How has Paris, the world's fashion capital, influenced Milan, New York, and Tokyo? When did the Marlboro Man become a symbol of American masculinity? Why do Americans love to dress down in high-tech Lycra fabrics, while they wax nostalgic for quaint, old-fashioned Victorian cottages?
Fashion icons and failures have long captivated the general public, but few scholars have examined the historical role of business and commerce in creating the international market for style goods. Producing Fashion is a groundbreaking collection of original essays that shows how economic institutions in Europe and North America laid the foundation for the global fashion system and sustained it commercially through the mechanisms of advertising, licensing, marketing, publishing, and retailing.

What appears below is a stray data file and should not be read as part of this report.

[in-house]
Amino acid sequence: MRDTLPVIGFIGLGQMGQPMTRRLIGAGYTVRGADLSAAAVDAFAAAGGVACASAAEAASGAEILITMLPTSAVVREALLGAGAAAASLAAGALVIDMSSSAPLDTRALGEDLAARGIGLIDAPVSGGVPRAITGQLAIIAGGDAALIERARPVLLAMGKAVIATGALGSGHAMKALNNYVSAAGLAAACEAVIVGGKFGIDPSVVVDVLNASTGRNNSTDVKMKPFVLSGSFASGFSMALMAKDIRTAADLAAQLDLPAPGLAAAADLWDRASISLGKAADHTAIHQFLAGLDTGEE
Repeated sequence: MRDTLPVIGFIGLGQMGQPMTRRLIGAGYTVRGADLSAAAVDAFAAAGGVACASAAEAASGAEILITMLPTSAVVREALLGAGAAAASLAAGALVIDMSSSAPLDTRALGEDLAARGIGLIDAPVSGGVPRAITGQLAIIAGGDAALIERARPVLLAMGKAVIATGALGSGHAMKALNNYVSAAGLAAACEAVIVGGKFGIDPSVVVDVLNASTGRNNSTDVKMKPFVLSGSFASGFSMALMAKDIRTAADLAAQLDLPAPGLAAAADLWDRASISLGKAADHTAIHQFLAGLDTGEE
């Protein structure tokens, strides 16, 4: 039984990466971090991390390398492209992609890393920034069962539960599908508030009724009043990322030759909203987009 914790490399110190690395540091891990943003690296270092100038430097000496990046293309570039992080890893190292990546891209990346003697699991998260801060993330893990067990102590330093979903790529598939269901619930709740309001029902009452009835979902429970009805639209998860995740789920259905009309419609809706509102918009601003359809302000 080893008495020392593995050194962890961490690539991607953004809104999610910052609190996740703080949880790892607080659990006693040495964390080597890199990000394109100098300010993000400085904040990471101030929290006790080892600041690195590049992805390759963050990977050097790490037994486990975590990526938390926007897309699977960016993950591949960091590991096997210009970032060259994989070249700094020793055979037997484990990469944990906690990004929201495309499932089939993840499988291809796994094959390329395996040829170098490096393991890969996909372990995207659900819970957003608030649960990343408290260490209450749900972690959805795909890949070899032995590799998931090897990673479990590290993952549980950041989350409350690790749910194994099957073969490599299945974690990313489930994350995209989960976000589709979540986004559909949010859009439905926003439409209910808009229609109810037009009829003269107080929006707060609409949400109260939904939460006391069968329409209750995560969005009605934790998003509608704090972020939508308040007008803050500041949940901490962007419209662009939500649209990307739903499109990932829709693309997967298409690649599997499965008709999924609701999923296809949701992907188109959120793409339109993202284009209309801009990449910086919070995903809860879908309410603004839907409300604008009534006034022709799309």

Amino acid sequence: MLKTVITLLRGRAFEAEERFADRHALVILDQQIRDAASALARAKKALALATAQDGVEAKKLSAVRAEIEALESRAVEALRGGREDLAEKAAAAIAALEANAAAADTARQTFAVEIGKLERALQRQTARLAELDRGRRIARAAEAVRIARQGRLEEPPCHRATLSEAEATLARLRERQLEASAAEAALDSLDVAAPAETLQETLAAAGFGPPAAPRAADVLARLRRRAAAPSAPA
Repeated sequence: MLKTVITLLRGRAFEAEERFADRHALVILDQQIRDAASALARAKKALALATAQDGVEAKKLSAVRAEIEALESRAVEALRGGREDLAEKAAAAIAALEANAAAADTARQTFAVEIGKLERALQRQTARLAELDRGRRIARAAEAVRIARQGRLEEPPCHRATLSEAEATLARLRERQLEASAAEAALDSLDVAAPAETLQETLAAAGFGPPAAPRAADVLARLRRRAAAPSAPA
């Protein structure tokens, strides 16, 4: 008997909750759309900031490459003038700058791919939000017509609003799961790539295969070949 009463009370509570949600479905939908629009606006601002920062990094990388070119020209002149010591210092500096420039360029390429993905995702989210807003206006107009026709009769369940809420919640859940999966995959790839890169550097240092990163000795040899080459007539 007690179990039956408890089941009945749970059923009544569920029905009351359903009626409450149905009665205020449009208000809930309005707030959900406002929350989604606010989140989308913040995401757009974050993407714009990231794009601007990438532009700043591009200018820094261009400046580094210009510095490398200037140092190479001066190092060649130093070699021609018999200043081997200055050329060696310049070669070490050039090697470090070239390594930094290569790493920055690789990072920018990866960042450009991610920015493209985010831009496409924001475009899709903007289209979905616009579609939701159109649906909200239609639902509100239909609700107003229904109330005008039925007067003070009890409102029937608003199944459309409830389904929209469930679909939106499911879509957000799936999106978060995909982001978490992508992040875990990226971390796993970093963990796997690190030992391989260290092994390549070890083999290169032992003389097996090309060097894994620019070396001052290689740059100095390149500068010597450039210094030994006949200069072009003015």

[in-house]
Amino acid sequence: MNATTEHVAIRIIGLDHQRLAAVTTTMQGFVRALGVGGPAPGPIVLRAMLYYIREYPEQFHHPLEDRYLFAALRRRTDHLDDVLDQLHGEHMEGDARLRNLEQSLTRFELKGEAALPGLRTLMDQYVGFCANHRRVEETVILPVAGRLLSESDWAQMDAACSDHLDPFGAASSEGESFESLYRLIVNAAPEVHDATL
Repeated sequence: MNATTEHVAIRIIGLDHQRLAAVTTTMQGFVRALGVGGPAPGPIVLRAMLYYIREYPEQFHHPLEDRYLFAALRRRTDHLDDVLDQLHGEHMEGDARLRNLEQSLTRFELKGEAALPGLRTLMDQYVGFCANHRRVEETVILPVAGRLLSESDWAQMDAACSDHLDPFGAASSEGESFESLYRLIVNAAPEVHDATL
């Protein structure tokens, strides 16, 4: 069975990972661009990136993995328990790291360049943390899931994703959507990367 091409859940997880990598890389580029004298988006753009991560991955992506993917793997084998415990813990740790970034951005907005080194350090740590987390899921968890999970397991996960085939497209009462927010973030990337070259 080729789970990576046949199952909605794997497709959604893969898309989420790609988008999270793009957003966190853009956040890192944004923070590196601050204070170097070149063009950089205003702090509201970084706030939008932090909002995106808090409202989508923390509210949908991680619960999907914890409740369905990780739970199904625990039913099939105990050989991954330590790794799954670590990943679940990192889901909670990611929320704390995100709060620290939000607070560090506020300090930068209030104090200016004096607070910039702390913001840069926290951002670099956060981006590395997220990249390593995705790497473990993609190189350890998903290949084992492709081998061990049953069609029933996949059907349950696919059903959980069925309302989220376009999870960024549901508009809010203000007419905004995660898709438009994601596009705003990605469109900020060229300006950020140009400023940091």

The collection reveals how public and private institutions—from government censors in imperial Russia to large corporations in the United States—worked to shape fashion, style, and taste with varying degrees of success. Fourteen contributors draw on original research and fresh insight into the producers of fashion—advertising agents, architects, corporate executives, department stores, designers, editors, government officials, hairdressers, haute couturiers, and Web retailers—in their bid for influence, acclaim, and shoppers' dollars.
Producing Fashion looks to the past, revealing the rationale behind style choices, while explaining how the interplay of custom, invented traditions, and sales imperatives continue to drive innovation in the fashion industries.